On garden days, the standard $29.95 adult admission ($19.95 for children 3 to 12) is reduced to $10.95. Parking is $2 instead of the regular $7.
As we drove in, a huge topiary on the hillside spelled out what was in store: TREESSS. Crossing a wide wood-plank bridge where sycamores grow up through cutouts, we first spotted a restored 1927 Illions Supreme carousel and another one of the rides, spinning carts shaped like oversized strawberries. This is an amusement park, after all, and most of the 22 rides are aimed at the younger set, though a few are a little wilder.
Visitors will see the bright red Strawberry Sundae, Artichoke Dip, Garlic Twirl, Banana Split, Mushroom Swing, Apple and Worm, and so on. Everything is bright, colorful and clean, and it looked like great fun for little kids. I found myself wishing my grown children were small again, so I could come back and go on the rides with them.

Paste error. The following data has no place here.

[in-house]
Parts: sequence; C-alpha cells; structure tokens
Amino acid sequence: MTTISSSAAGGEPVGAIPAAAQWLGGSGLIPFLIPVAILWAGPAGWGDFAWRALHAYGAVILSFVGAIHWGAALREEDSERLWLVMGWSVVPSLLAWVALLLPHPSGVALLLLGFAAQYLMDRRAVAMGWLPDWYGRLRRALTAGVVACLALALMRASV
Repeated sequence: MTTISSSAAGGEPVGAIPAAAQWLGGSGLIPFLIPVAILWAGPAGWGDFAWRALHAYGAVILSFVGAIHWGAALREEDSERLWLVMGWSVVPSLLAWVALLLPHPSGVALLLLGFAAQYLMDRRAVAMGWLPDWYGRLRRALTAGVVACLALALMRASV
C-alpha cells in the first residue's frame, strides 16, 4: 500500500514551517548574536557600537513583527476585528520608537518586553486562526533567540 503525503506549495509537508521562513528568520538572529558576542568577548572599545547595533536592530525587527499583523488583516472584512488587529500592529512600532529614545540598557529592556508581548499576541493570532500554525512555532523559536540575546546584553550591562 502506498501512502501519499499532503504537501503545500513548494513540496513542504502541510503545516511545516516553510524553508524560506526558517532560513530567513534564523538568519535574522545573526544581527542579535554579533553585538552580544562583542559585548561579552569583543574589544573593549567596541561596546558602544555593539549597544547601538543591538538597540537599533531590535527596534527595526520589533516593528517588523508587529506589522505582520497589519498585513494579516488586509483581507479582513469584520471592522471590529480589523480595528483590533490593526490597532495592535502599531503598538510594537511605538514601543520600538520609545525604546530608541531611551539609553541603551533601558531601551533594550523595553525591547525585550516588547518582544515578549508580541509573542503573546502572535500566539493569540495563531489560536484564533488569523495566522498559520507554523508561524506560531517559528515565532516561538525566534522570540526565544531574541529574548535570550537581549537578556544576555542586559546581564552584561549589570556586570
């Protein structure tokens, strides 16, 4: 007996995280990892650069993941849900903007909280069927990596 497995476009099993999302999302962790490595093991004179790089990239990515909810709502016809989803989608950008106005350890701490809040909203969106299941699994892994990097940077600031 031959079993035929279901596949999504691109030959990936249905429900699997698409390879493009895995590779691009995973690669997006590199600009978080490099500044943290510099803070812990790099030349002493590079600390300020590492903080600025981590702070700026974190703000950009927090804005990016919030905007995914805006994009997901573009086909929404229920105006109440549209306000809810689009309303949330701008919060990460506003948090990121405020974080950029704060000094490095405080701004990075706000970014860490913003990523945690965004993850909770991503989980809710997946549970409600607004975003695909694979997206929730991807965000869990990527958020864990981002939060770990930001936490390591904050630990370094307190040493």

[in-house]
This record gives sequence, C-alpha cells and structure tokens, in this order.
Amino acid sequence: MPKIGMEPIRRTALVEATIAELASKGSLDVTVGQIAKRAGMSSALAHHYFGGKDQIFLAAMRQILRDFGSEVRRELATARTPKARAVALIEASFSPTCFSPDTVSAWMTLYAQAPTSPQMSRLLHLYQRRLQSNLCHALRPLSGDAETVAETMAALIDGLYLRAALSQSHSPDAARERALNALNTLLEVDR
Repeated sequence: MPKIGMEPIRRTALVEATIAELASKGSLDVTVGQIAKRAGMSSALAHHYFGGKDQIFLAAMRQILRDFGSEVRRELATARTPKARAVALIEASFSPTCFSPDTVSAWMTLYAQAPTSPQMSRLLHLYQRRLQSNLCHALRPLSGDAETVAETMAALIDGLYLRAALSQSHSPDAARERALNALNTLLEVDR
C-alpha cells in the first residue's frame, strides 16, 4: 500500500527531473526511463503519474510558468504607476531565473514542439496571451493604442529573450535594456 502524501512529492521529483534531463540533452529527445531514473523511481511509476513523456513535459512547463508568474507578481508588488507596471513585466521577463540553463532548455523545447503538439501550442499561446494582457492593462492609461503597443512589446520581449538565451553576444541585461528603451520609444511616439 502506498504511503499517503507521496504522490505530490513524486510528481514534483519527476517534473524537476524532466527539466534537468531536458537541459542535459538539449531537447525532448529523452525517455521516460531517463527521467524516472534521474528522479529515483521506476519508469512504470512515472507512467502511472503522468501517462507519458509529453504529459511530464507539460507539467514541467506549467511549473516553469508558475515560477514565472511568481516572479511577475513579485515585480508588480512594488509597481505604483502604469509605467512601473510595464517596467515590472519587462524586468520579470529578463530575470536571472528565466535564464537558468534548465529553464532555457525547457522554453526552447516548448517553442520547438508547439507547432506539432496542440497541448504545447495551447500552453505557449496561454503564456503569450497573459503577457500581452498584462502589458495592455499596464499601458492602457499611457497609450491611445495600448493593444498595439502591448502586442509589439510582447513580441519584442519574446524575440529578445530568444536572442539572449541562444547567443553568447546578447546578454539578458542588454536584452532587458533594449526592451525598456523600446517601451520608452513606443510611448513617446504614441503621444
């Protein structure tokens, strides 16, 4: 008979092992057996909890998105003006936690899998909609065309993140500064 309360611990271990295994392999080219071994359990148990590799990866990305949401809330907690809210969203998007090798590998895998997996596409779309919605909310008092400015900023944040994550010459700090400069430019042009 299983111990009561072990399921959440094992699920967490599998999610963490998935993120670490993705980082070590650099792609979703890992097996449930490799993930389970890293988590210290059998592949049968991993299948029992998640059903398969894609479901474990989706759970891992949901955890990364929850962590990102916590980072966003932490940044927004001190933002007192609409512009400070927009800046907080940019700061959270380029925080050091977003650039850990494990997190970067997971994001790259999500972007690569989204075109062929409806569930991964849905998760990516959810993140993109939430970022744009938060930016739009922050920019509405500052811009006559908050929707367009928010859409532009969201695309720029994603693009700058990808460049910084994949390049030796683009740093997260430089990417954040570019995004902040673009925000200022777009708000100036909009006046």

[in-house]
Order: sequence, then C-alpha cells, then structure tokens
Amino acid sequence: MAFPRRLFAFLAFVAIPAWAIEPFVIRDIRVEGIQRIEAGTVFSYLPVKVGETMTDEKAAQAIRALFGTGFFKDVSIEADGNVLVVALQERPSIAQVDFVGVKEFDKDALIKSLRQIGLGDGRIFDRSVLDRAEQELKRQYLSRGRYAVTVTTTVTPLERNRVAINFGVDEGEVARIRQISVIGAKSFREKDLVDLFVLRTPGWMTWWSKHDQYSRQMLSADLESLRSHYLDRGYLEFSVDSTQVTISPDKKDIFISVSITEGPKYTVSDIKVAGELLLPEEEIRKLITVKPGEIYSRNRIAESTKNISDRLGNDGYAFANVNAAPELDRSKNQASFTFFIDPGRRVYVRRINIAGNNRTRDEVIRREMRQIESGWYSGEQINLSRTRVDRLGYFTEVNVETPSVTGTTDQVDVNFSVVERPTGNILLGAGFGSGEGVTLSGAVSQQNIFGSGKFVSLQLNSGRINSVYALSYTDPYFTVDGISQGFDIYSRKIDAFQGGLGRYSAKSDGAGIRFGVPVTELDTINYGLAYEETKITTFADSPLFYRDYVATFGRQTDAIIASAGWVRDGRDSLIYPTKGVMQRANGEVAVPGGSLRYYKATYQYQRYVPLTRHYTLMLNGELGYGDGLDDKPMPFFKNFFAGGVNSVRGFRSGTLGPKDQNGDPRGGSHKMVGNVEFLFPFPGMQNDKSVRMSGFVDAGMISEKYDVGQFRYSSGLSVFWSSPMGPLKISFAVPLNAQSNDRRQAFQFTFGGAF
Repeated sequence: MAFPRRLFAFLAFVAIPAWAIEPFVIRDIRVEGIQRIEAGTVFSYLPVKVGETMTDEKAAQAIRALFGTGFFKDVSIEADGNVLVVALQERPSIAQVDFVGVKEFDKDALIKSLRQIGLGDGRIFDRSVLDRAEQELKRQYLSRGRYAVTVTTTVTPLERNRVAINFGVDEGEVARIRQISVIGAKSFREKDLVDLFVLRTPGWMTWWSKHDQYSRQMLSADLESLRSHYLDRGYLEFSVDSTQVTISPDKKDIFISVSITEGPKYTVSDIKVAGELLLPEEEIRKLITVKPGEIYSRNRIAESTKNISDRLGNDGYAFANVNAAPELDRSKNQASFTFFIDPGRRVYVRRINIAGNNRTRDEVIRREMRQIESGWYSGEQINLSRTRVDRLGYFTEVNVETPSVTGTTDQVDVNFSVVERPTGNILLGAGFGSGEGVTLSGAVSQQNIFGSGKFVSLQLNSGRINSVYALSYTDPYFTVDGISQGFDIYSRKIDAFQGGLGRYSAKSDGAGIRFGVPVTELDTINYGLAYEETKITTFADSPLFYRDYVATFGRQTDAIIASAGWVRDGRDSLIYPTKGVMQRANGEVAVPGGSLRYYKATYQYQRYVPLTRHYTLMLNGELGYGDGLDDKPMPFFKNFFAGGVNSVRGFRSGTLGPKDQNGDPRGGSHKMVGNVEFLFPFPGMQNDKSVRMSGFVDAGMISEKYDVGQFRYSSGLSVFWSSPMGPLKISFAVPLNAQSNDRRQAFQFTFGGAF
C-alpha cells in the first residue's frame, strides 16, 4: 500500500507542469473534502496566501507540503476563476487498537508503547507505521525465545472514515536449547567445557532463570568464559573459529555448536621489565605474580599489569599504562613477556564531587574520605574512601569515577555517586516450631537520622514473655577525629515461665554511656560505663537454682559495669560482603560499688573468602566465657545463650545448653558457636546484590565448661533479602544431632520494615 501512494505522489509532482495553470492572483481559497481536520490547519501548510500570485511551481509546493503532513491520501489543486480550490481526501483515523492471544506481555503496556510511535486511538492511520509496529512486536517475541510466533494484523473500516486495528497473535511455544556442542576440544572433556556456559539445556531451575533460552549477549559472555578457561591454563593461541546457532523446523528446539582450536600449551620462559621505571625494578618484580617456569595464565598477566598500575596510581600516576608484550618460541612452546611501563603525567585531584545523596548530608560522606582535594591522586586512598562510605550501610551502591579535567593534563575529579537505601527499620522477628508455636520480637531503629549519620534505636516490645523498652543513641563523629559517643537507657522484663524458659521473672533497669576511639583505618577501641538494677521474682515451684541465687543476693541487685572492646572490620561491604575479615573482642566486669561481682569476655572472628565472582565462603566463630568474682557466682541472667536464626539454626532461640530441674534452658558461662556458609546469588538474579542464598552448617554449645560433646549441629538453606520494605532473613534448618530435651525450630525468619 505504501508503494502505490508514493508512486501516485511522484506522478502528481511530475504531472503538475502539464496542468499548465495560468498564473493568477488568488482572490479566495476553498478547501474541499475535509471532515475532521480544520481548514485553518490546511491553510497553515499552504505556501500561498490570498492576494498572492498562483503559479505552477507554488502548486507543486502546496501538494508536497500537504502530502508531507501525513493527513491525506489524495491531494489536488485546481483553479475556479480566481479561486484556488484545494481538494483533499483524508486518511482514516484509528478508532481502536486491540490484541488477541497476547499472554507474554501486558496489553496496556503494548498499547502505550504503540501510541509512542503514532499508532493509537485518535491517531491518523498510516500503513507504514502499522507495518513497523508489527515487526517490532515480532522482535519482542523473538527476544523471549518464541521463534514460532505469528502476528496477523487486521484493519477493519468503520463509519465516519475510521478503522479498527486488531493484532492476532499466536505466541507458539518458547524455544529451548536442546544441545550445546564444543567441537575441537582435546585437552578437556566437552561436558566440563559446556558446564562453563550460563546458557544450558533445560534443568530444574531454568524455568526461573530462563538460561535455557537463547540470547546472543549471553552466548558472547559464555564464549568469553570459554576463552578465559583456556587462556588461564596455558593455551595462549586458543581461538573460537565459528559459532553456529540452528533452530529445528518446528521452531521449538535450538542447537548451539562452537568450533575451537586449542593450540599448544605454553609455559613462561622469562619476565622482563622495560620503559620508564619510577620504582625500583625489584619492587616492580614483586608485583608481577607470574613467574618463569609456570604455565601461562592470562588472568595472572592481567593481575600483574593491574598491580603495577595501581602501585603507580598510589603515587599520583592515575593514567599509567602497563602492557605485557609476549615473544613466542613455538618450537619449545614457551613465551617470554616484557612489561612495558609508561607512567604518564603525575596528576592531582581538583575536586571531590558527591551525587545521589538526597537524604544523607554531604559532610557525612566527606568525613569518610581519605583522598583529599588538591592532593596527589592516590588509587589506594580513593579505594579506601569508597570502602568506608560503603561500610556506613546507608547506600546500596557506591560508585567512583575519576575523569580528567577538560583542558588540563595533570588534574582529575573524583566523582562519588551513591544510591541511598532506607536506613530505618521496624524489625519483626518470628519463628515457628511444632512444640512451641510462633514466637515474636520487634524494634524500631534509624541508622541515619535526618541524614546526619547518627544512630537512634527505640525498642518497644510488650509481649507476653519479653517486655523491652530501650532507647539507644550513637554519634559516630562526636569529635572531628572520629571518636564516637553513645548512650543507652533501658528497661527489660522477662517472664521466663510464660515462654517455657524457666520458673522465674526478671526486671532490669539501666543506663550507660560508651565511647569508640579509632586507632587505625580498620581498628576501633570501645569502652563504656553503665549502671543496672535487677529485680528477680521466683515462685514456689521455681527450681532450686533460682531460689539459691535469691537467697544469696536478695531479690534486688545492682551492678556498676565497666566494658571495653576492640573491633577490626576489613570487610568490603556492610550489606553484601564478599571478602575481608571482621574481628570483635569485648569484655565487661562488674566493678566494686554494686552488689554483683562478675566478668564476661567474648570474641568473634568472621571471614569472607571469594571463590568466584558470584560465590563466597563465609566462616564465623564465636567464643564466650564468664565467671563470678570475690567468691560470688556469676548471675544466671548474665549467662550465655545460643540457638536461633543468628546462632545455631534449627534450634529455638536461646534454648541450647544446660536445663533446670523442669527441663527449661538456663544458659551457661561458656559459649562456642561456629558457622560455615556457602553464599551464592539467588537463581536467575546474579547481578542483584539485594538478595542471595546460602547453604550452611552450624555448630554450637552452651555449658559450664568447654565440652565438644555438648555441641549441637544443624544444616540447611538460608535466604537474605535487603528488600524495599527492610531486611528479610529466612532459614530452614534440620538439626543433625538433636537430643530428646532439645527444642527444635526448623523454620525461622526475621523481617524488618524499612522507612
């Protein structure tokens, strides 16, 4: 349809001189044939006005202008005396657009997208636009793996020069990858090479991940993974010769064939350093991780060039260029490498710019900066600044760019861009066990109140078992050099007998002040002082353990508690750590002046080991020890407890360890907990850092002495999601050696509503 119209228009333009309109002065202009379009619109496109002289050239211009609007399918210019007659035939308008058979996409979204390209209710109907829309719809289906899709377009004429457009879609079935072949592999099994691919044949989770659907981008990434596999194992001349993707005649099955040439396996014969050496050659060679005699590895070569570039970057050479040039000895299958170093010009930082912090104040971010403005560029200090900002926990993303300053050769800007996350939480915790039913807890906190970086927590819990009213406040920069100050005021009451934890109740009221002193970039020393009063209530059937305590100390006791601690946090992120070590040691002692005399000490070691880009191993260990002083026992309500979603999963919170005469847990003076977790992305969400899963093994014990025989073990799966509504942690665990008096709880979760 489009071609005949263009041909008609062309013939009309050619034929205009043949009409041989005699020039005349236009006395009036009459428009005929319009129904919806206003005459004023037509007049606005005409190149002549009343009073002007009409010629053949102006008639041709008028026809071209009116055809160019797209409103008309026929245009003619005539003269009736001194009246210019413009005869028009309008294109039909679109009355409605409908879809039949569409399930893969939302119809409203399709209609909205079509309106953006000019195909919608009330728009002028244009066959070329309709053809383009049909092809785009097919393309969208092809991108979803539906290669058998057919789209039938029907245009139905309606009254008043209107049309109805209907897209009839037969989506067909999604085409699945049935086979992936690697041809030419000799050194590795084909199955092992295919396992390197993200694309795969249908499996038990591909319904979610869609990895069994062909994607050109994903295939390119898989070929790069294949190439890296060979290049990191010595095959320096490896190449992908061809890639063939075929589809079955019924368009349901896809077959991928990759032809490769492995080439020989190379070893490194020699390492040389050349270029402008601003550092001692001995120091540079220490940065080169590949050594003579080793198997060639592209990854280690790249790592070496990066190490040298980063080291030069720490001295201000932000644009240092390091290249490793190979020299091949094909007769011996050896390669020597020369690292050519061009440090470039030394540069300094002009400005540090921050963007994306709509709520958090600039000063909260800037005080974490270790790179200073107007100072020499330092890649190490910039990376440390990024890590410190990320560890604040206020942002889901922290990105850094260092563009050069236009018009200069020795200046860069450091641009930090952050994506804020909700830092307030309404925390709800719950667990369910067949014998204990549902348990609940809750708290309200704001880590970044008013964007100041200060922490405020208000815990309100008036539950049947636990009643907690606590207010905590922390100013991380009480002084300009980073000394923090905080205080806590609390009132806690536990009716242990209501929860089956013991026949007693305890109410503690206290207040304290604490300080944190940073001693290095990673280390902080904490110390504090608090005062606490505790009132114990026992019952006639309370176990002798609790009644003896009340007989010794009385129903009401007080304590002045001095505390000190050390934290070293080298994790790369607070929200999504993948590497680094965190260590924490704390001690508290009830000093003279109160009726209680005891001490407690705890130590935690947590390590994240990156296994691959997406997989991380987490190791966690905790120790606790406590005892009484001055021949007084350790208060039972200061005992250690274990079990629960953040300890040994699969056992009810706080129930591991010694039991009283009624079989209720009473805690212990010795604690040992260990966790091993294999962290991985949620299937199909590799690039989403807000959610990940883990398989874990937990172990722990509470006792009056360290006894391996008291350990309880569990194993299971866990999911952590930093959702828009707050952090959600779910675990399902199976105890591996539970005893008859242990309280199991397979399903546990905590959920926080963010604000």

On this garden day, mostly adults were in attendance, wearing big straw gardening hats. A few young children came in tow, and they kept asking their parents about the rides. "No, dear, they're closed," was the response, though they could hop on a train that circles the park or on boats that float though the Rainbow Garden.
The train is a good way to see the 28-acre park. It goes though the Monarch Garden, a tall greenhouse filled with tropical plants, waterfalls and monarch butterflies. The Rainbow Garden uses annual flowers such as blood-red begonias, dahlias and sunny marigolds to dramatic effect, and floating through it on a slowly turning circular boat is an especially relaxing way to see the blooms. We went around three times, our favorite part coming right after the begonias, when we plunged through a bank of fine mist.
It can get hot in Gilroy, so the park uses water to keep people feeling cool. At one end are dramatic waterfalls that visitors can run under, getting good and wet. A big lake sits in the middle, and some lower cascades run by Claudia's Garden, which is filled with wild and wacky topiary conifers.